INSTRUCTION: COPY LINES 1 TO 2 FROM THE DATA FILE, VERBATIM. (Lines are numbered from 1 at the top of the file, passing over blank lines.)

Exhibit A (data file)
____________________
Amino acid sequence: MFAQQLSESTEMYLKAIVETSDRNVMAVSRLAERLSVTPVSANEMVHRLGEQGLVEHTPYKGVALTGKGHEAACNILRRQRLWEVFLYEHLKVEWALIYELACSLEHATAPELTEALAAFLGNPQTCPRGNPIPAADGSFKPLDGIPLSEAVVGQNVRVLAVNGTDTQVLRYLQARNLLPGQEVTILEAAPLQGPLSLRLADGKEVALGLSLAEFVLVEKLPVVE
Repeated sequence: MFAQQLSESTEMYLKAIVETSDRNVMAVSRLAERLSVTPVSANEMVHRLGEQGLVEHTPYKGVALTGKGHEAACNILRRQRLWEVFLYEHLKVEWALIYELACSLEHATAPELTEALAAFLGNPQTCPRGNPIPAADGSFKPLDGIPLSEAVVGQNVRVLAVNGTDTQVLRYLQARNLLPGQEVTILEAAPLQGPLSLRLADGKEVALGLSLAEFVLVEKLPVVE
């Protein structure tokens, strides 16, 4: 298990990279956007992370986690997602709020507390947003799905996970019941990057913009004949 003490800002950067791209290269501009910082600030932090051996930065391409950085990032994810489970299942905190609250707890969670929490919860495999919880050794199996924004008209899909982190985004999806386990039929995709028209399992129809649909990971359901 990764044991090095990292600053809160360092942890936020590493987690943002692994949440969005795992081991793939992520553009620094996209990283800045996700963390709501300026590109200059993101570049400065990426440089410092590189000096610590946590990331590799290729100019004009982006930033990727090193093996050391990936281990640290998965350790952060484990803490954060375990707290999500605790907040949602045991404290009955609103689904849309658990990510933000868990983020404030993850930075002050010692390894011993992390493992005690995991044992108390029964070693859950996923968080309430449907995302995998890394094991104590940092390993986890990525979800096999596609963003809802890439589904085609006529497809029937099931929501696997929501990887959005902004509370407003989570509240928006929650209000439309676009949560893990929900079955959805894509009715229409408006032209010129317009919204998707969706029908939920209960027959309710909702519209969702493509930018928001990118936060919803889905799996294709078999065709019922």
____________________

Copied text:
Amino acid sequence: MFAQQLSESTEMYLKAIVETSDRNVMAVSRLAERLSVTPVSANEMVHRLGEQGLVEHTPYKGVALTGKGHEAACNILRRQRLWEVFLYEHLKVEWALIYELACSLEHATAPELTEALAAFLGNPQTCPRGNPIPAADGSFKPLDGIPLSEAVVGQNVRVLAVNGTDTQVLRYLQARNLLPGQEVTILEAAPLQGPLSLRLADGKEVALGLSLAEFVLVEKLPVVE
Repeated sequence: MFAQQLSESTEMYLKAIVETSDRNVMAVSRLAERLSVTPVSANEMVHRLGEQGLVEHTPYKGVALTGKGHEAACNILRRQRLWEVFLYEHLKVEWALIYELACSLEHATAPELTEALAAFLGNPQTCPRGNPIPAADGSFKPLDGIPLSEAVVGQNVRVLAVNGTDTQVLRYLQARNLLPGQEVTILEAAPLQGPLSLRLADGKEVALGLSLAEFVLVEKLPVVE